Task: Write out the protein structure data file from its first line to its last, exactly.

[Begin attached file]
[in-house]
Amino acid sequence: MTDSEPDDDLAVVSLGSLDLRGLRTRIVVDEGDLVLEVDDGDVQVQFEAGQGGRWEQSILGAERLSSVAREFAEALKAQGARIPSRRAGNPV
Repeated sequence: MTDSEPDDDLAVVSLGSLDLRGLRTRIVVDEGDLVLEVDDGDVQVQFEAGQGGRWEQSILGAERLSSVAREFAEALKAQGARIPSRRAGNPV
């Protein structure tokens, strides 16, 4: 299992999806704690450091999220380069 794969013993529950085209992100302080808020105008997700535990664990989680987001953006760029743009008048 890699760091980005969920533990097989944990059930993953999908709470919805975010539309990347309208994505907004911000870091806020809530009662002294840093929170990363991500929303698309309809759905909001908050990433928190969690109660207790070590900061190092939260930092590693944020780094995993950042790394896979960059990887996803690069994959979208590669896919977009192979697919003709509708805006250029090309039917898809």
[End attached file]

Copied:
[in-house]
Amino acid sequence: MTDSEPDDDLAVVSLGSLDLRGLRTRIVVDEGDLVLEVDDGDVQVQFEAGQGGRWEQSILGAERLSSVAREFAEALKAQGARIPSRRAGNPV
Repeated sequence: MTDSEPDDDLAVVSLGSLDLRGLRTRIVVDEGDLVLEVDDGDVQVQFEAGQGGRWEQSILGAERLSSVAREFAEALKAQGARIPSRRAGNPV
């Protein structure tokens, strides 16, 4: 299992999806704690450091999220380069 794969013993529950085209992100302080808020105008997700535990664990989680987001953006760029743009008048 890699760091980005969920533990097989944990059930993953999908709470919805975010539309990347309208994505907004911000870091806020809530009662002294840093929170990363991500929303698309309809759905909001908050990433928190969690109660207790070590900061190092939260930092590693944020780094995993950042790394896979960059990887996803690069994959979208590669896919977009192979697919003709509708805006250029090309039917898809």